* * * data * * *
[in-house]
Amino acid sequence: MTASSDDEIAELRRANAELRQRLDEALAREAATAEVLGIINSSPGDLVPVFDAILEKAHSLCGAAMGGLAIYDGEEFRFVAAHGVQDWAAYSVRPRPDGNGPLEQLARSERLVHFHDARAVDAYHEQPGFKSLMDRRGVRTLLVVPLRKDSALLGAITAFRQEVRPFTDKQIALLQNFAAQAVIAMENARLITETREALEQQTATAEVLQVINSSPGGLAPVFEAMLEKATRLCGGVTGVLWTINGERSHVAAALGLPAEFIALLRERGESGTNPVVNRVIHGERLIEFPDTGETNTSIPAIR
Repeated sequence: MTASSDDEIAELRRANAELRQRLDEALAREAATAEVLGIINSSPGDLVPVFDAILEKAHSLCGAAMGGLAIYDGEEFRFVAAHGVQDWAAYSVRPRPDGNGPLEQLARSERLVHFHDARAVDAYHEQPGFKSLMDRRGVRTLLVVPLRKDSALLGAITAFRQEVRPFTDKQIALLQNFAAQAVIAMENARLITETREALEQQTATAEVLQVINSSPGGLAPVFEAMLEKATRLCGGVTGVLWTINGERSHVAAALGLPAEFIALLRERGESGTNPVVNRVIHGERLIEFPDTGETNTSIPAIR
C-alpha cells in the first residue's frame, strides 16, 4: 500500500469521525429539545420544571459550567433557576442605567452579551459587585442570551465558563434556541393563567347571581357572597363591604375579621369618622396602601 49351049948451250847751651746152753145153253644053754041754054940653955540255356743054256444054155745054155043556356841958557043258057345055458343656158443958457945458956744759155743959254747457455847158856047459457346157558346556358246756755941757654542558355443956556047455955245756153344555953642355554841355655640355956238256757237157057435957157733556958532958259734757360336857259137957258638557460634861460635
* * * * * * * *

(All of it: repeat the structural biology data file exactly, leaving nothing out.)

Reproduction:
[in-house]
Amino acid sequence: MTASSDDEIAELRRANAELRQRLDEALAREAATAEVLGIINSSPGDLVPVFDAILEKAHSLCGAAMGGLAIYDGEEFRFVAAHGVQDWAAYSVRPRPDGNGPLEQLARSERLVHFHDARAVDAYHEQPGFKSLMDRRGVRTLLVVPLRKDSALLGAITAFRQEVRPFTDKQIALLQNFAAQAVIAMENARLITETREALEQQTATAEVLQVINSSPGGLAPVFEAMLEKATRLCGGVTGVLWTINGERSHVAAALGLPAEFIALLRERGESGTNPVVNRVIHGERLIEFPDTGETNTSIPAIR
Repeated sequence: MTASSDDEIAELRRANAELRQRLDEALAREAATAEVLGIINSSPGDLVPVFDAILEKAHSLCGAAMGGLAIYDGEEFRFVAAHGVQDWAAYSVRPRPDGNGPLEQLARSERLVHFHDARAVDAYHEQPGFKSLMDRRGVRTLLVVPLRKDSALLGAITAFRQEVRPFTDKQIALLQNFAAQAVIAMENARLITETREALEQQTATAEVLQVINSSPGGLAPVFEAMLEKATRLCGGVTGVLWTINGERSHVAAALGLPAEFIALLRERGESGTNPVVNRVIHGERLIEFPDTGETNTSIPAIR
C-alpha cells in the first residue's frame, strides 16, 4: 500500500469521525429539545420544571459550567433557576442605567452579551459587585442570551465558563434556541393563567347571581357572597363591604375579621369618622396602601 49351049948451250847751651746152753145153253644053754041754054940653955540255356743054256444054155745054155043556356841958557043258057345055458343656158443958457945458956744759155743959254747457455847158856047459457346157558346556358246756755941757654542558355443956556047455955245756153344555953642355554841355655640355956238256757237157057435957157733556958532958259734757360336857259137957258638557460634861460635